Climate change Which airlines are the most environmentally friendly?


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The Intergovernmental Panel on Climate Change (IPCC) has estimated that aviation is responsible for around 3.5 percent of anthropogenic climate change. That may not seem much, but it's important to tackle global warming on every front as the situation has been deteriorating really fast over the last 10 years with no sign of abating. The best way to limit CO2 emissions from commercial airlines is of course not to fly. But that is not always an option, and it driving in a non-electric car is not always better, especially when travelling alone. There is no reasonable alternative to flying in the case of intercontinental travel. What we can do to mitigate a bit our carbon footprint is to choose airlines that actively try to limit their CO2 emissions. In order to do that I have selected five indices that assess just that.

The most important of the five is the Atmosfair Airline Index (2018), which assesses the carbon efficiency of 190 airlines short, medium and long distance flights. Aircraft exhaust gases contain additional pollutants besides CO2. Those other pollutants are converted to CO2 equivalent emissions using the absolute global warming potential (AGWP) approach. The CO2 efficiency depends among others of the use of efficient types of aircraft, as well as passenger/cargo occupancy and seating/cargo capacity. I took the overall score for each airline and gave it twice the weight of other indices as this is the only index that calculate the actual CO2 emissions.

The Transition Pathway Initiative (TPI) assesses companies’ preparedness for the transition to a low-carbon economy, supporting efforts to address climate change. Companies are rated on 19 factors relating to their policies, targets, reports to fight climate change. Airlines either pass or fail each criteria. I multiplied the number of passed criteria by 5 to get a maximum score of 95.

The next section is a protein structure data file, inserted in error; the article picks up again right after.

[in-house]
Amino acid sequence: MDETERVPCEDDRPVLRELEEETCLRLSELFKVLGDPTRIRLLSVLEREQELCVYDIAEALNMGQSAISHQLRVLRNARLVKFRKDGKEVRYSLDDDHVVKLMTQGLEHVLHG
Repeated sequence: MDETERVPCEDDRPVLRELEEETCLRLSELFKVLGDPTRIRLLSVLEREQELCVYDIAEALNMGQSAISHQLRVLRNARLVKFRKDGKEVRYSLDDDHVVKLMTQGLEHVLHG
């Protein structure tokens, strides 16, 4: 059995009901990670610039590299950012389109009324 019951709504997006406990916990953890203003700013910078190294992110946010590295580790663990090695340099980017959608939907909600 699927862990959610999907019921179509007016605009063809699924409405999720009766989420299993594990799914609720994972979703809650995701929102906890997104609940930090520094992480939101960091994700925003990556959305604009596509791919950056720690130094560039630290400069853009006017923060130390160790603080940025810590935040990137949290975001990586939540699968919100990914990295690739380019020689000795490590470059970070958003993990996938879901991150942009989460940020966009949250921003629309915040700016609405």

The S&P Global ESG (2019) assesses company's overall sustainability with regard to economic, environmental, and social factors. S&P (Standard & Poor's) is a New York-based company specialised in corporate ratings.

The CSRHub provides ratings of Corporate Social Responsibility (CSR) using 12 indicators of employee, environment, community and governance performance. CSRHub is a B Corporation based in New York.

CDP (Carbon Disclosure Project) is an organisation based in the UK which supports companies and cities to disclose the environmental impact of major corporations, in this case only for climate change as scores for water security and forestry are irrelevant to the aviation industry. Scores are for 2019 or the latest year available.

CompanyAtmosfairTPIS&P GlobalCSRHubCDPTOTAL
TUI Airways79.3899585.65
KLM Royal Dutch Airlines68.977.5996074.86
LATAM Airlines78.847.5758573.02
Cathay Pacific61.8848071.90
Air New Zealand70.5866071.75
Air France54.577.581996071.08
British Airways54.487.5768070.46
Delta Airlines61.877.555599568.35
SAS Scandinavian Airlines53.4976065.95
China Airlines51.477638064.56
Qantas Airways61.467.5296710064.38
Japan Airlines63.947.556678063.05
United Airlines60.487.527479562.88
American Airlines58.747.530677556.15
Singapore Airlines56.537.524747553.92
Air Canada65.625516053.44
EVA Airways53.222588053.28
Korean Air55.937.5476051.26
Air China63.117.5206445.54
China Southern Airlines60.317.5145441.22

Low-cost airlines do not get a percentage score in the Atmosfair Index, but are ranked by category. In Europe Norwegian, Ryanair and Transavia obtained a B grade (corresponding to a score of 78 or above), which only the British charter TUI Airways and the South American LATAM Airlines got among regular airlines. No airline managed an A grade yet. On the other hand, Ryanair got abysmal scores from S&P Global and CSRHub.
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